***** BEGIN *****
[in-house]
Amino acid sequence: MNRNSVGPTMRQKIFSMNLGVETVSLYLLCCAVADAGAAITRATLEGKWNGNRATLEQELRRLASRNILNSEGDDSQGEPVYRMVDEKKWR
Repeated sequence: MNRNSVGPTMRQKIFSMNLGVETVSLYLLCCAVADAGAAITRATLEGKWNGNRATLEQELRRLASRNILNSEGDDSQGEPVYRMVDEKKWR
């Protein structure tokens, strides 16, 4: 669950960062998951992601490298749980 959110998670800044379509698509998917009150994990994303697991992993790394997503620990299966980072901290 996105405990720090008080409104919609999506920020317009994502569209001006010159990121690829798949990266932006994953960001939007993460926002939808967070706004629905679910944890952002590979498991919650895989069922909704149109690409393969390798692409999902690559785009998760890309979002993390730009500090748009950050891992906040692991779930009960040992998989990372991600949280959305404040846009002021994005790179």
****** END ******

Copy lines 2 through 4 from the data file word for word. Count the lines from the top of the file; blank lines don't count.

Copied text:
Amino acid sequence: MNRNSVGPTMRQKIFSMNLGVETVSLYLLCCAVADAGAAITRATLEGKWNGNRATLEQELRRLASRNILNSEGDDSQGEPVYRMVDEKKWR
Repeated sequence: MNRNSVGPTMRQKIFSMNLGVETVSLYLLCCAVADAGAAITRATLEGKWNGNRATLEQELRRLASRNILNSEGDDSQGEPVYRMVDEKKWR
């Protein structure tokens, strides 16, 4: 669950960062998951992601490298749980 959110998670800044379509698509998917009150994990994303697991992993790394997503620990299966980072901290 996105405990720090008080409104919609999506920020317009994502569209001006010159990121690829798949990266932006994953960001939007993460926002939808967070706004629905679910944890952002590979498991919650895989069922909704149109690409393969390798692409999902690559785009998760890309979002993390730009500090748009950050891992906040692991779930009960040992998989990372991600949280959305404040846009002021994005790179």